Horse Power

Week 49: #52 Ancestors – Winter By Eilene Lyon Well into the 20th century, my ancestors relied on horse power. The real thing. Here are a few images from the “archives.” This photo shows Chet Painter (a Halse cousin) on the Guy Halse farm in Dexter Township, Codington County, South Dakota. Though it’s cold enough... Continue Reading →

A Family Legacy

Week 40: #52 Ancestors – Ten By Eilene Lyon My great-grandfather, Sterling P. Davis, was one of ten children born to Sarah Rebecca (Livengood) Davis. Though many women gave birth to ten (or more) children back in those days, not so many can say they brought them all to a healthy adulthood. Perhaps the fact... Continue Reading →

I Remember the Farm

Week 39: #52 Ancestors – On the Farm By Eilene Lyon My grandmother, Clare Ransom Davis, was born on the Davis family farm about six miles from Moscow, Idaho, in 1914. She was the second (and last) child of Clara Pearl Ransom and Sterling Price Davis. Grandma wrote a story about her father that I... Continue Reading →

The Schoolma’am

Week 35: #52 Ancestors – Back to School By Eilene Lyon The ancestor that I most closely associate with schools is Clara Pearl Ransom. Education was the driving force in her life – her own and that of others. Her early life was marked by tragedy, but when she moved to Moscow, Idaho, it was... Continue Reading →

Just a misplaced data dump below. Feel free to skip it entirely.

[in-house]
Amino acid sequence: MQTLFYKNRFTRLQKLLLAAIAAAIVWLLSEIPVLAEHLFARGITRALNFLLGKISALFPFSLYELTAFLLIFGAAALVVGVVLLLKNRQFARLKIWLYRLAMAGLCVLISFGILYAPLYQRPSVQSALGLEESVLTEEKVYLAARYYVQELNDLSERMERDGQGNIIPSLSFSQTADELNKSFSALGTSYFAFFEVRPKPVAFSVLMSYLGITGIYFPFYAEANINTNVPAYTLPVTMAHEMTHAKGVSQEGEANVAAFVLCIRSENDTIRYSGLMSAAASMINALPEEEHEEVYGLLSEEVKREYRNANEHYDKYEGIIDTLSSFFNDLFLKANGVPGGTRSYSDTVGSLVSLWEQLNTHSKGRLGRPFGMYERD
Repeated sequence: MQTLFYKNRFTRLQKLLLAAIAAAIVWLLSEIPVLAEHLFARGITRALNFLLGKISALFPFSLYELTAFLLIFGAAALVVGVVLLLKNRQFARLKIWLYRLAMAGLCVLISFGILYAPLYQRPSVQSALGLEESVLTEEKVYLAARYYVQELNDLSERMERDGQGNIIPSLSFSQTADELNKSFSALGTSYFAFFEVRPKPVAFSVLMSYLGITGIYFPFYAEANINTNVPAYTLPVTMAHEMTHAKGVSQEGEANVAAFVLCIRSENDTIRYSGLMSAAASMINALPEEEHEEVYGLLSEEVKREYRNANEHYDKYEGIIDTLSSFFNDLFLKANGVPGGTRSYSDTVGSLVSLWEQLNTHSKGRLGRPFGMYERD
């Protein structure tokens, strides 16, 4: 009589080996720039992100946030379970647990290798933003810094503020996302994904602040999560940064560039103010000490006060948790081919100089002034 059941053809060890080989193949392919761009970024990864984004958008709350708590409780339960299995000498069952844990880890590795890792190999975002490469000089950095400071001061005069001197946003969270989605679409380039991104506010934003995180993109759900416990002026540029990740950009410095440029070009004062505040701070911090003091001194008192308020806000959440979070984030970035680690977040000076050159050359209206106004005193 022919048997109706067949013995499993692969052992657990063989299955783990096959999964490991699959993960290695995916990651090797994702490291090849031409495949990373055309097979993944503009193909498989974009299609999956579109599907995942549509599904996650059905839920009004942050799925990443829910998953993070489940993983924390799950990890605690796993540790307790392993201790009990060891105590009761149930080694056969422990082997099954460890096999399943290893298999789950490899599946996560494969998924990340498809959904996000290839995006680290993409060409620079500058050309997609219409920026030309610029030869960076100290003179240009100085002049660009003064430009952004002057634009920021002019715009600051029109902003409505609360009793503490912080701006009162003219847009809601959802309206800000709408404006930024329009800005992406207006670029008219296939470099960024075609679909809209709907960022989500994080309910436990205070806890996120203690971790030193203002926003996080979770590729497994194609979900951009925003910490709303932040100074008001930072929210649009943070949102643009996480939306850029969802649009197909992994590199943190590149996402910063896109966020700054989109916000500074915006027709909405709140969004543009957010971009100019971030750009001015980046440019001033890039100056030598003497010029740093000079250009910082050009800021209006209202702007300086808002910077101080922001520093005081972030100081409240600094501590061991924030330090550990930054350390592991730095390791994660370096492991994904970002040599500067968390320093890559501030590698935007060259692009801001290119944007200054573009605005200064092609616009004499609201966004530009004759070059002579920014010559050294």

Jerking Lightning

By Eilene Lyon Since I seem to be on a roll with the Ransom family, I thought I’d follow up with a bit about one of Robert Ransom’s sons. He and Emma had four surviving sons: James Henry, William Randolph, Arthur Lemmon, and Albert Frederick (“Fred”). The first two were named for fathers and brothers.... Continue Reading →

Celestial Blackmail?

Week 23: #52 Ancestors – Going to the Chapel By Eilene Lyon There’s no question that Great-grandma Clara was a staunch supporter of the Methodist Church. Her father (God rest his soul) had been a lay preacher in the faith, after all. She was abstemious, and thought everyone else should be, too. (I do hope... Continue Reading →

A Beloved Mother Passes Too Soon

Week 19: #52 Ancestors – Mother’s Day By Eilene Lyon My grandpa, Laurence M. Smith, lost his mother when he was just nine years old. Though his family had known severe hardships in the early years, Laurence remembered the family’s better fortunes from the time of his birth in 1908 until his mother died. Mary... Continue Reading →

The Runaway

This undated story by my grandfather, Laurence M. Smith, is part of his collection of memoir writings. Smitty, born in 1908 in Colville, Washington, was clearly of the automotive age. Though his father’s delivery business started out with horse-drawn wagons, they soon switched over to trucks. This event took place when he was 18 years... Continue Reading →

The Fastest Dog on Bald Mountain

Smitty knew how to tell a tall tale. I find it interesting that when this story was written, it was set well into the future, rather than in the present or past.  I thought it might be a typo, but he mentions the “great city of Moscow,” which it certainly wasn’t in 1926. I’ve added... Continue Reading →

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